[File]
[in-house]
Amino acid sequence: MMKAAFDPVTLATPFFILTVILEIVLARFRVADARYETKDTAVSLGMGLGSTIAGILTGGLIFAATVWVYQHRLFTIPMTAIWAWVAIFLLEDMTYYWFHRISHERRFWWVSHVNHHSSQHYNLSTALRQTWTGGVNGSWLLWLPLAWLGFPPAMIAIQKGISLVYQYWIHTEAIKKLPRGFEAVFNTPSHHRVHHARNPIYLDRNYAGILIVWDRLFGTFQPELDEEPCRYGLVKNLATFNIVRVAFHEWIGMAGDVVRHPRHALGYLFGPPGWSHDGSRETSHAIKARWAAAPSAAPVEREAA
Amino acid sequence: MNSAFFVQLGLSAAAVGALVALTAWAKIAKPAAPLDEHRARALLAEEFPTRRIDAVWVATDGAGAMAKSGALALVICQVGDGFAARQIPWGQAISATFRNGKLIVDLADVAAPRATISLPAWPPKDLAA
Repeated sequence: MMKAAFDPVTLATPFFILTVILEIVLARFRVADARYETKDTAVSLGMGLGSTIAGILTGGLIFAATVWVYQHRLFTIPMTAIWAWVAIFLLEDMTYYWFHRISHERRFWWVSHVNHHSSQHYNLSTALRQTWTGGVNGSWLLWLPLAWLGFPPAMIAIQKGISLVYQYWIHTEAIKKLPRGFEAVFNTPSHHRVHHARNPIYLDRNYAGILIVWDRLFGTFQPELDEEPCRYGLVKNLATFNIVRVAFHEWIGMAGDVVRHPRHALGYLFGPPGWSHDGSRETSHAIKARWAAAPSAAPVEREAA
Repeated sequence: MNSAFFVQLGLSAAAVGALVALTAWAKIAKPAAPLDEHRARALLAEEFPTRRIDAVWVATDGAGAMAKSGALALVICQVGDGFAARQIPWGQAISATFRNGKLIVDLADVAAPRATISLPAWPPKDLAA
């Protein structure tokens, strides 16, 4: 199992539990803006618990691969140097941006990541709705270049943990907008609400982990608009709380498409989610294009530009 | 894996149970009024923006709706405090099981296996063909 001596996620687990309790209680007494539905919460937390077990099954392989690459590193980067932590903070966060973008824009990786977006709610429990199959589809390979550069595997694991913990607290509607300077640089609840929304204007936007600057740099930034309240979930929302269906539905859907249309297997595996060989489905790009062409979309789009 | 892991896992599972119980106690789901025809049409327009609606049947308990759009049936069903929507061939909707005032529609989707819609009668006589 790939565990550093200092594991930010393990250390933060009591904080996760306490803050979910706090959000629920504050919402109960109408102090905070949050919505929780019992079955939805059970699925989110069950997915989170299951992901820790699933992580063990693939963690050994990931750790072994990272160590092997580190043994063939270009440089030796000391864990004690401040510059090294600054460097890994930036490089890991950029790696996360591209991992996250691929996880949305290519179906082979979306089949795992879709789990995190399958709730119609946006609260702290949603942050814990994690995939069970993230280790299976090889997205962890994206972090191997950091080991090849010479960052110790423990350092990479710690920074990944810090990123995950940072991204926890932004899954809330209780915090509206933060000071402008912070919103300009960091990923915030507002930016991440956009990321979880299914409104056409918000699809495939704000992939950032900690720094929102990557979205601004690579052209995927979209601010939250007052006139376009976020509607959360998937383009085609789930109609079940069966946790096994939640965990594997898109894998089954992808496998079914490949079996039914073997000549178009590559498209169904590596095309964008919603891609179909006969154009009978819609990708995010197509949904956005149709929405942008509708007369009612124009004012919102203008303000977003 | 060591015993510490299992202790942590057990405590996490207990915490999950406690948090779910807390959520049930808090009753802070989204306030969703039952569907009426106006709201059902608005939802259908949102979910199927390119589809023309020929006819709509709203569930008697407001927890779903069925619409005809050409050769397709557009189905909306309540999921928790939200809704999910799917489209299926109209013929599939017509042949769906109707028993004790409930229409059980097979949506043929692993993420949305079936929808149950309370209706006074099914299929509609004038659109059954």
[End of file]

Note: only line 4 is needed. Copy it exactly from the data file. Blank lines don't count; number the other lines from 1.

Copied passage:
Repeated sequence: MMKAAFDPVTLATPFFILTVILEIVLARFRVADARYETKDTAVSLGMGLGSTIAGILTGGLIFAATVWVYQHRLFTIPMTAIWAWVAIFLLEDMTYYWFHRISHERRFWWVSHVNHHSSQHYNLSTALRQTWTGGVNGSWLLWLPLAWLGFPPAMIAIQKGISLVYQYWIHTEAIKKLPRGFEAVFNTPSHHRVHHARNPIYLDRNYAGILIVWDRLFGTFQPELDEEPCRYGLVKNLATFNIVRVAFHEWIGMAGDVVRHPRHALGYLFGPPGWSHDGSRETSHAIKARWAAAPSAAPVEREAA